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Korea and Her Neighbors

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By: (1831-1904)

Korea and Her Neighbors by Isabella L. Bird is a fascinating account of the author's travels through Korea and other neighboring countries in the late 19th century. Bird's vivid descriptions of the landscapes, people, and customs of each region bring the reader into the heart of Asia during a time of great change and upheaval.

What sets this book apart is Bird's immersive writing style, which effortlessly transports the reader to the exotic locations she visits. Her keen observations and insights into the culture and society of each country provide valuable historical context and offer a glimpse into a world that is vastly different from our own.

While the book was written over a century ago, Bird's storytelling remains engaging and relevant today. Her deep curiosity and respect for the people she encounters shines through on every page, making this a truly special and enlightening read for anyone interested in Asian history and culture.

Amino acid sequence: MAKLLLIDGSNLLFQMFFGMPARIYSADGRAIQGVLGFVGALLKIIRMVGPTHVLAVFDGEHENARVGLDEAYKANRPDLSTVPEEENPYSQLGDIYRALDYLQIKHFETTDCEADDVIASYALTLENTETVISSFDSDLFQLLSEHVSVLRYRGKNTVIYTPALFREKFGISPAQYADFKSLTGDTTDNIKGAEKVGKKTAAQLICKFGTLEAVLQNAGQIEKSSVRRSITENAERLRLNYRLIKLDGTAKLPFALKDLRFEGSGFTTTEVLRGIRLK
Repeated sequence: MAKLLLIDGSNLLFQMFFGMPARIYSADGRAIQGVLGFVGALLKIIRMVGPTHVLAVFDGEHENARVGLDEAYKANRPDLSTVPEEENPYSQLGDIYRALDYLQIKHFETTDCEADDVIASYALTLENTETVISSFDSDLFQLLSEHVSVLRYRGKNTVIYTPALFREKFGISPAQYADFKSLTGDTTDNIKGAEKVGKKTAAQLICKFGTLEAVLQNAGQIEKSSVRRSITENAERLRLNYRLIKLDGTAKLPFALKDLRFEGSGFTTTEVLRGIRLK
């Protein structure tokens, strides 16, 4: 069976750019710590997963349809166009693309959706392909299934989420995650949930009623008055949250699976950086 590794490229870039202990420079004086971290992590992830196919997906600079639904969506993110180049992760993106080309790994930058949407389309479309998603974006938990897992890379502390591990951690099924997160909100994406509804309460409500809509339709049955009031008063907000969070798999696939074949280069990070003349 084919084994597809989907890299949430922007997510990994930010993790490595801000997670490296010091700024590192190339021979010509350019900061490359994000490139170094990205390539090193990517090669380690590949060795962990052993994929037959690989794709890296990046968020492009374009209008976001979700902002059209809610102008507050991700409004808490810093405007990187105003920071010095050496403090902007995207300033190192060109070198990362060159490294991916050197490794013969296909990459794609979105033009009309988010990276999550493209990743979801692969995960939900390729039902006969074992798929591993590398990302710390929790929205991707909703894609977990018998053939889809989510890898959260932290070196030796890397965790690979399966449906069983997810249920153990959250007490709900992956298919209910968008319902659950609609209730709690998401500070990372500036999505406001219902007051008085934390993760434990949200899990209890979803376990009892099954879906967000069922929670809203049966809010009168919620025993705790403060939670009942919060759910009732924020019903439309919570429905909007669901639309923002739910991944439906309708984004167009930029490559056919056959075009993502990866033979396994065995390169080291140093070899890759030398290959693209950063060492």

Overall, Korea and Her Neighbors is a captivating travelogue that offers a unique perspective on a pivotal moment in Asia's past. Isabella L. Bird's adventurous spirit and keen eye for detail make this book a must-read for anyone curious about the diverse cultures of the region.

Book Description:
In this book, Isabella L. Bird, who had been elected a Fellow of the Royal Geographical Society only 2 years prior, describes her travels through Korea from 1894 - 1897 in her well-known style. She went on lengthy trips through the interior of what is today both North- and South Korea and vividly describes the landscapes, people and customs of the "Hermit Kingdom".

Isabella's sojourn coincided with a time of great turmoil in Korea. Shortly after her arrival, the Japanese occupied the country, ostensibly to protect their expatriate community. But when relations worsend further, Isabella was forced to flee, first to Manchuria, and, after the outbreak of the first Sino-Japanese War , to Russia. She returned to Korea only days after the assassination of Queen Min in October 1895, and saw King Gojong reduced to a mere "salaried automaton" until he fled to the Russian Legation in 1896. Isabella, having had several audiences with the monarchs throughout her stay in Seoul, gives a first hand account of the political and governmental changes throughout this time.

Altogether, this is a fascinating account of Korea at a time when the country was not only torn between tradition and modernisation, but also found herself a pawn of Japan, China, and Russia, all vying for control in the Far East.

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